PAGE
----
Scientific Names of Bedstraw:
Galium aparine L. [Fam. Rubiaceae]
Teas and extracts made from the dried above-ground parts of bedstraw.
– Bladder Health Maintenance
– Cellular Regeneration
– Immune System
– Respiratory Health Maintenance
– Skin Infections
– Swollen Glands
– Urinary Tract Gravel
– Urinary Tract Infection
– Water Retention
Bedstraw, Galium aparine L. [Fam. Rubiaceae], also known as galium, cleavers, clivers, and goosegrass, is found in wetlands in Asia, Europe and North and South America. As a soothing relaxant and diuretic, bedstraw is indicated by the German Commission E for treating kidney and gall bladder gravel and urinary tract infection accompanied by fever, water retention and burning or painful urination. Bedstraw is also a folk remedy for acute breathing disorders, bronchitis, skin irritation and inflammation, but its effectiveness in these areas is unproven. The current British Herbal Pharmacopoeia (1990) lists clivers as a diuretic. The British Herb Compendium (1992) lists clivers as a mild diuretic and also indicates the drug’s use for treating psoriasis and other skin diseases; lymphatic adenopathy and topically for burns and abrasions. It is also noted that the iridoid glycosides have shown mild laxative effects in animals and may also account for lymphatic and diuretic effects. Foster and Duke (1990) note that cleavers has traditionally been used as a “blood purifier”, as well as for treating urinary system inflammation and gravel, dropsy, and fevers. The fresh juice of bedstraw was also used for treating scurvy. The herb tea was used internally and externally as a folk remedy against abnormal growths and the juice contains citric acid, which is reported to have activity against abnormal growths. Bedstraw has been shown in studies to have a hypotensive effect (lowers vascular pressure) and also contains the compound, asperuloside, which is anti-inflammatory. It is warned that the juice may cause contact dermatitis. The very young greens are eaten in some places as a potherb. Pojar and MacKinnon note that in Scandinavia, masses of the stems are used as filters for milk. Galium is from gala, Greek for ‘milk’ because the juice of G. verum was used to curdle milk.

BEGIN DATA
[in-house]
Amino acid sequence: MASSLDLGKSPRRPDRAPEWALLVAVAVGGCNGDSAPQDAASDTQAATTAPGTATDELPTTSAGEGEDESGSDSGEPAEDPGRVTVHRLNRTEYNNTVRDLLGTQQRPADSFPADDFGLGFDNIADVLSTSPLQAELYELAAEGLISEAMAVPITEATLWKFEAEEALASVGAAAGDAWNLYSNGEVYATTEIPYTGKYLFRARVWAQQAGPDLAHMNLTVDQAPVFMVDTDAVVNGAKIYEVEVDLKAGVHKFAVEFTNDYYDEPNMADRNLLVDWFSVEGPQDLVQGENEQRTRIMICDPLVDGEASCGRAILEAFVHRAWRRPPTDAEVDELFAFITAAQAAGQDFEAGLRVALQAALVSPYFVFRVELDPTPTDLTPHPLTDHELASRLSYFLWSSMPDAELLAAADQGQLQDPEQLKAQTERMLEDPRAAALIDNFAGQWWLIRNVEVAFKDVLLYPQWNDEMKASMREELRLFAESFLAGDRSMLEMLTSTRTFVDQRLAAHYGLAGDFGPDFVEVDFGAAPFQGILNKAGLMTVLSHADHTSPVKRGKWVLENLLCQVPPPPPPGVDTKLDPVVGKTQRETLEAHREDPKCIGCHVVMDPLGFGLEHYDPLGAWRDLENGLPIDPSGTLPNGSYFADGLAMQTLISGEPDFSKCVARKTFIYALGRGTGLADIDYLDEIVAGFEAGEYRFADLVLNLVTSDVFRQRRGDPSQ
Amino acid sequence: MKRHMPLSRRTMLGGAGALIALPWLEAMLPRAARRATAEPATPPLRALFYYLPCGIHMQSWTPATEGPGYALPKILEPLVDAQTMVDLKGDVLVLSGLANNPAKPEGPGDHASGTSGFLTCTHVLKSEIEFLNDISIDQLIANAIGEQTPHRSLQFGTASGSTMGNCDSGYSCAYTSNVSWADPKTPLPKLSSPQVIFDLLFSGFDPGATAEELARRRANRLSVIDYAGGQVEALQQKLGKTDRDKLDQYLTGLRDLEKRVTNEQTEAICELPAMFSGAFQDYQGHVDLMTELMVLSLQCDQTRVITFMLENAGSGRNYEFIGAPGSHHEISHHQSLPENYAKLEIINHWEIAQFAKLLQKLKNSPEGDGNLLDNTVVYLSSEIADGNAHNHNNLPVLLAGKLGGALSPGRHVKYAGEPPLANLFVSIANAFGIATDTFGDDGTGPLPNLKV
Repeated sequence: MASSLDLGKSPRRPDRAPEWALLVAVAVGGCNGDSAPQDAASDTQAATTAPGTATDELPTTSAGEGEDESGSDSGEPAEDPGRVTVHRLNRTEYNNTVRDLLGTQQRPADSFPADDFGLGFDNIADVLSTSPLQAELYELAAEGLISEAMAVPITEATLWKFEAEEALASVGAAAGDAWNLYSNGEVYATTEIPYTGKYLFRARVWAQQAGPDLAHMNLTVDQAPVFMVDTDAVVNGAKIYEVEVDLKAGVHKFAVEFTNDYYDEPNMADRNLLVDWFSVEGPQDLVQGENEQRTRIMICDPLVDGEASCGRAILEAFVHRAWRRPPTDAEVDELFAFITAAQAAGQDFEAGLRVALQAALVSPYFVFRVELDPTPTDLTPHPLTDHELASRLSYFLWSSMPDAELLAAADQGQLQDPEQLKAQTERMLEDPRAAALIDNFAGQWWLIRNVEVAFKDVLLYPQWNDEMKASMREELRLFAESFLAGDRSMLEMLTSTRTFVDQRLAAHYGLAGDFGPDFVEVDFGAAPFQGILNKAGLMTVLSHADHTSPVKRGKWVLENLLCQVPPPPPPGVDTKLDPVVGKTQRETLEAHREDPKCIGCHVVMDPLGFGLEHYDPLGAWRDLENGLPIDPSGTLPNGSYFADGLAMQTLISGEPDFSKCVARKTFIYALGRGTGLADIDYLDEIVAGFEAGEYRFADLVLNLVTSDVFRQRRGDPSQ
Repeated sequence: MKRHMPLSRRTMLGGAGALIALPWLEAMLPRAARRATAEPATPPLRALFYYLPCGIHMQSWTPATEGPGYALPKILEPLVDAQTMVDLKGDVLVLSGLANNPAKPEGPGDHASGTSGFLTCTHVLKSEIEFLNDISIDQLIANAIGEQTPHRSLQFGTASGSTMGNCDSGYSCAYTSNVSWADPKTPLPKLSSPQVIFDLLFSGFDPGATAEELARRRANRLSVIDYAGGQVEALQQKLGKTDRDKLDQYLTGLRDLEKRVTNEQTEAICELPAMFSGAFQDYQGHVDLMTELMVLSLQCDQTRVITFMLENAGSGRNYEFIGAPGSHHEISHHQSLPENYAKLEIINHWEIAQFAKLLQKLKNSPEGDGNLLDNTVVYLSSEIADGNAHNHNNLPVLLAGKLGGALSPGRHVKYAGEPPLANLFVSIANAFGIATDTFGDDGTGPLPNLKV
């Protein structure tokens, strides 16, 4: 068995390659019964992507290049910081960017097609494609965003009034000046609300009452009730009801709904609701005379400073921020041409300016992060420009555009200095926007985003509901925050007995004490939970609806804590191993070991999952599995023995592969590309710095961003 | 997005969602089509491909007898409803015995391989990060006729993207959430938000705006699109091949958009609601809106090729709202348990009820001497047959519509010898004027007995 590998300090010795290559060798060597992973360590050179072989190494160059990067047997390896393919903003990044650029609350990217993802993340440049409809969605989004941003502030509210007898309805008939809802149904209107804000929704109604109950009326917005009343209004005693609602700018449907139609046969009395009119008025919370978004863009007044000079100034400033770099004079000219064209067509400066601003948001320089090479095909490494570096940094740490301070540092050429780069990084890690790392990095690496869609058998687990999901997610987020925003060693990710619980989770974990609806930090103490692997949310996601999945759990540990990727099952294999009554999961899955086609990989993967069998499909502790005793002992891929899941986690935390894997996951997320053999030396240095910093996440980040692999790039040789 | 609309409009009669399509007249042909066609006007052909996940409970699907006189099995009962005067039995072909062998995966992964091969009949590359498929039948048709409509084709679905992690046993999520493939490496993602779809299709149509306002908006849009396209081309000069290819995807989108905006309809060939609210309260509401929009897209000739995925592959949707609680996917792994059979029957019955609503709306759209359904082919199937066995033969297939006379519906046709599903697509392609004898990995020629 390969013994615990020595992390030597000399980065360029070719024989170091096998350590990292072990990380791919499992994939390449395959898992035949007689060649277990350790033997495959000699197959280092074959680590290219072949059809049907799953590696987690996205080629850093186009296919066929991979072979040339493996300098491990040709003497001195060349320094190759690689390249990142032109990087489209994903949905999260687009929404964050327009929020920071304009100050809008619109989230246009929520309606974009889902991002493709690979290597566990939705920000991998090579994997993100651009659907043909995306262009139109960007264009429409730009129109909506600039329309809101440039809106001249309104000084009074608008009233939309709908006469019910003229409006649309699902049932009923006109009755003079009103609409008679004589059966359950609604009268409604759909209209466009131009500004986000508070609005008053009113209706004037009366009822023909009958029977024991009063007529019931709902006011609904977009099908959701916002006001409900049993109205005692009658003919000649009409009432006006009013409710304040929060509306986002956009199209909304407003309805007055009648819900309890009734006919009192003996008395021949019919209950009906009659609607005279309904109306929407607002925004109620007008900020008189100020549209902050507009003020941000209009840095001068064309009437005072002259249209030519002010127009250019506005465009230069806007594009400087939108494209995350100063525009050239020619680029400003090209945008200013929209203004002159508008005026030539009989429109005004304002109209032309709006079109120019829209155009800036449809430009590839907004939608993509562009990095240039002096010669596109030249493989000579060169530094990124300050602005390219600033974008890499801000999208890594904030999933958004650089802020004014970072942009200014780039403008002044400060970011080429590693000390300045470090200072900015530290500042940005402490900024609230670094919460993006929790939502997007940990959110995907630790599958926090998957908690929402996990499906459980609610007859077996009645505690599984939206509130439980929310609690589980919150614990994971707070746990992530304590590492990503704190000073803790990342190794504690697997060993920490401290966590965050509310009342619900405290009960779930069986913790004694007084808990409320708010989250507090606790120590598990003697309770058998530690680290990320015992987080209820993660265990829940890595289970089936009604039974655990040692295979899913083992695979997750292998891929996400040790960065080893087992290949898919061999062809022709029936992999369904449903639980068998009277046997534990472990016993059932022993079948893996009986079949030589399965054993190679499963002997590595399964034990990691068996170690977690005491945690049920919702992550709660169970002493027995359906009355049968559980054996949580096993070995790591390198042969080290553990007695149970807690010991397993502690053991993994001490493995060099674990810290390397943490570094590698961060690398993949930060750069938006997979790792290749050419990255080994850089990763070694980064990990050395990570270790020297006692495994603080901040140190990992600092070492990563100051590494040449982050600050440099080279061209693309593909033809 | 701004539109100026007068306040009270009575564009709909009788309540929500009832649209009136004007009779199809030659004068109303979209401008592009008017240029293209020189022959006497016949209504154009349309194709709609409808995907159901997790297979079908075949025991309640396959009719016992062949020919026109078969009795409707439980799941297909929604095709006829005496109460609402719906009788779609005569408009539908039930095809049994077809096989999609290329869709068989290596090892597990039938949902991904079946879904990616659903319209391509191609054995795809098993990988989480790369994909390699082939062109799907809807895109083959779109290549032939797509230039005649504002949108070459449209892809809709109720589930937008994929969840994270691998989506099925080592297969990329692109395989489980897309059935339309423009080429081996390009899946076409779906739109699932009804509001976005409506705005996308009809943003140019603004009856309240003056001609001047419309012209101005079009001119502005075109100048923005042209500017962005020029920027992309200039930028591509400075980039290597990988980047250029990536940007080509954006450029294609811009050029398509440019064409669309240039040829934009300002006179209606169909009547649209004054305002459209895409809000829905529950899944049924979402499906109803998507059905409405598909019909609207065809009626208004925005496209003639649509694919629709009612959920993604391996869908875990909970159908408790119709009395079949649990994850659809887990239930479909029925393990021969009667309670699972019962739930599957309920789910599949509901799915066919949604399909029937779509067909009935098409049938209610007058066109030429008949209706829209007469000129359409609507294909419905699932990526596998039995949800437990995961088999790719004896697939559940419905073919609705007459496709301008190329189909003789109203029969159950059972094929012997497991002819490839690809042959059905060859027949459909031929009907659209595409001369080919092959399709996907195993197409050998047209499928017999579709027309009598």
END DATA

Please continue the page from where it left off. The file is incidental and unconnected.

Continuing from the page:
Bedstraw contains: Iridoid glucosides, including monotropein, asperuloside, and aucubin; phenolic acids; ca. 0.1% flavonoids as quercetin glycosides including isorutin; also hesperidin; luteolin; ca. 2.5-4% tannins of the condensed type; Gallotannic, citric and rubichloric acids; may contain coumarins (as per other Galium species); n-alkanes; sterols; fatty acids; starch; and other ubiquitous compounds.
May be taken as a tea, juice, or tincture or used externally. For infusion, pour boiling water over 3-4 g of bedstraw, steep 10 minutes, and then stain. As a diuretic drink two to three cups per day. The British Herbal Compendium lists the dosage as: Unless otherwise prescribed, three times daily: dried herb, 2-4g or in infusion; expressed juice, 5-15ml; liquid extract (1:1, 25% ethanol), 2-4ml; tincture (1:5, 25% ethanol), 4-10ml.
Bradley PR (ed). 1992. Clivers. In British Herbal Compendium. Volume 1. A Handbook of Scientific Information on Widely Used Plant Drugs. British Herbal Medicine Association, Bournemouth, Dorset, Pp. 61-62.
British Herbal Medicine Association 1990. British Herbal Pharmacopoeia 1990. Publ. by BHMA, PO Box 304, Bournemouth, Dorset, BH7 6JZ. Pp. 32-33.
Foster S, and Duke JA. 1990. Cleavers in Medicinal Plants. Houghton Mifflin Co., New York, NY, p. 36.
Pojar, J. and A. MacKinnon (Eds.) 1994. Plants of Coastal British Columbia, including Washington, Oregon and Alaska. Publ. by Lone Pine Publishing, 202A-1110 Seymour Street, Vancouver, B.C., Canada, V6B 3N3. Pp. 330.
Wichtl M and NG Bisset (eds). 1994. Bedstraw. In Herbal Drugs and Phyto-pharmaceuticals. (English translation by Norman Grainger Bisset). CRC Press, Stuttgart, Pp. 225-227.